The first wave of FinTechs in the Middle East and North Africa (Mena) region has evolved along expected lines — copying models from more developed FinTech markets with products such as wallets and novel payment solutions including sound and Bluetooth-based platforms.
The rapidly developing FinTech ecosystem — spurred by an increasingly sophisticated enabling regulatory environment — is more broad-based and transformative in nature.
The sector is moving through a period of localised, collaborative invention that gives rise to new lending solutions, prepaid/virtual card payment systems, industry-specific digital services and innovations in regulatory technology and wealth technology.
However, for Mena FinTech innovators to stay ahead of the global curve and compete as market makers, the region faces several emerging challenges.
One of the most predictable concerns is that of value: with so many unproven solutions with novel commercial strategies, it is difficult for investors to assess real-world value. And in an environment of excess liquidity in capital markets, there is a real risk that there may be large sums of money chasing poor ideas or the poor execution of good ones.
The second concern that affects all stakeholders, including consumers, is the regulatory backdrop and how well FinTechs understand them. There is a risk that some FinTech innovators feel that they do not need to worry about regulations; this assumption will test how policymakers respond and potentially hold back progress.
I have outlined below the four key trends shaping the future of FinTech in our region.
Mobile banking represents a completely new, reimagined customer journey — presenting consumers with numerous real-time physical and digital touchpoints.
Banks have to keep re-examining the customer journey against satisfaction metrics and understand how to provide customers with what they need.
For now, a hybrid approach that uses human beings and technologies may be the ideal way to solve customer needs that cannot be easily migrated to the digital realm alone.
The possibilities in blockchain are particularly interesting — and something legacy banks must understand and explore.
Blockchain is structured in a way that makes it almost impervious to fraud. Transactions made using blockchain cannot be altered or deleted: they are permanent and completely traceable.
This makes the new technology especially important as we adapt to the security challenges of hyperconnected digital supply chains that risk leaving businesses and consumers more at risk of cybercrime. They are also fundamental to how cryptocurrencies and the future of central bank currencies operate.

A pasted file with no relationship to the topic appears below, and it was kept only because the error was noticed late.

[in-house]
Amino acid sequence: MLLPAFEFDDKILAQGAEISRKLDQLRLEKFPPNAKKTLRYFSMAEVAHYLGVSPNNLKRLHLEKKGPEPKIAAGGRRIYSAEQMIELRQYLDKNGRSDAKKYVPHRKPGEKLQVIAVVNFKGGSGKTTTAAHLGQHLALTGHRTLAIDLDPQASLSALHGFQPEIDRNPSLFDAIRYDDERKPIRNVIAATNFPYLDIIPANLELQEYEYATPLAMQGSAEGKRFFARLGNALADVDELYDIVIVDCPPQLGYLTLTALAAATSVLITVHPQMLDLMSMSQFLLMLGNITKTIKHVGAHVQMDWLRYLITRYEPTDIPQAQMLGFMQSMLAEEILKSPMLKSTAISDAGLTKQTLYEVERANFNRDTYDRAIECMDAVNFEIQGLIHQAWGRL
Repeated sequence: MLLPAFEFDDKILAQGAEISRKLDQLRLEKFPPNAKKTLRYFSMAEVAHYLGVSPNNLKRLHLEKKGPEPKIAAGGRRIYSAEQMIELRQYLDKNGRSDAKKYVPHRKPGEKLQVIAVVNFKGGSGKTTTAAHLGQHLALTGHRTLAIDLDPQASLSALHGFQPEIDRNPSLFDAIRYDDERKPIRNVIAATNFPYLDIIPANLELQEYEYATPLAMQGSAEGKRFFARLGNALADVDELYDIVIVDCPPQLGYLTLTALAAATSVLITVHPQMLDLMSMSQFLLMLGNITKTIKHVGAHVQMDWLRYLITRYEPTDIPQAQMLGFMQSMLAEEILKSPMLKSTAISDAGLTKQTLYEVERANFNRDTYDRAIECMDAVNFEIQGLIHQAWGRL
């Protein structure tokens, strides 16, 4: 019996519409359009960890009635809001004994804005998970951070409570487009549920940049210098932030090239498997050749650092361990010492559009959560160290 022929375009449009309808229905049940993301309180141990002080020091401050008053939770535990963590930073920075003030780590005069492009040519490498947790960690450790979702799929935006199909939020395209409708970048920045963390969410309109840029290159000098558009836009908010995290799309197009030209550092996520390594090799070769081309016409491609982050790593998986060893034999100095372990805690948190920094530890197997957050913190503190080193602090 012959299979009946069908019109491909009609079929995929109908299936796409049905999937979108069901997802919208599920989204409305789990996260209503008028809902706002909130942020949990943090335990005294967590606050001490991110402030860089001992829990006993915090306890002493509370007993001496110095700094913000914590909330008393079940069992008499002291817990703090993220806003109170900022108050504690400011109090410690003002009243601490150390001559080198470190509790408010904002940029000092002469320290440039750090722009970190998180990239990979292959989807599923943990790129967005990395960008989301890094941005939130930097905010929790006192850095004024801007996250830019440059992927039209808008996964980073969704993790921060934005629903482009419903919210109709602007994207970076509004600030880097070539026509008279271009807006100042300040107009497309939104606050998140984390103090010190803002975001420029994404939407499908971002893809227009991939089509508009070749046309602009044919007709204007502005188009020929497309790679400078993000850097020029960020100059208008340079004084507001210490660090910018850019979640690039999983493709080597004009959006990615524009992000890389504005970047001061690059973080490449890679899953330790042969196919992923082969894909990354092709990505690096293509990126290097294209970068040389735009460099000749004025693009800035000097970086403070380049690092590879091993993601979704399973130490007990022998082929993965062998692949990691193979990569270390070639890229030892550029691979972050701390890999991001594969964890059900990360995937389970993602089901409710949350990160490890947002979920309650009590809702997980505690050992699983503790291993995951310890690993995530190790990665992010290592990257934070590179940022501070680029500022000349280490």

Artificial intelligence and machine learning
By harnessing and understanding enormous amounts of data, banks can now speak to customers through AI chatbots in a life-like conversational manner.
This means we can offer contextualised products that meet the customer’s real-time needs through AI chatbots — a whole new level of personalised banking that eliminates the need for human interaction.
It makes banking available to customers on a self-service model, 24/7, without interruption. Rendering services over a chatbot is almost instantaneous and convenient for customers.
AI conversational features can be embedded into customer loyalty programmes, such as referrals, discounts and more personalised offers.
Rise of digital banks
These services will quickly become the norm, which is why the rise of digital banks is so exciting. Because of their make-up, they are more flexible and innovative when creating solutions.
They have much lower acquisition costs than a traditional high street bank. They can also utilise data from the outset — enabling continuous improvement of their services to adapt to customers’ needs.
The combined benefits of digital banking and the vast FinTech ecosystem is an unstoppable force. As we look ahead, we will see exponential growth in the number of FinTechs originating in the GCC region.
Many will focus on solving client issues in creative and interesting ways. For banks such as Mashreq, the task is to continuously engage, partner with and invest in an ecosystem that is changing rapidly and in real time.
Vibhor Mundhada is the chief executive of Mashreq NeoPay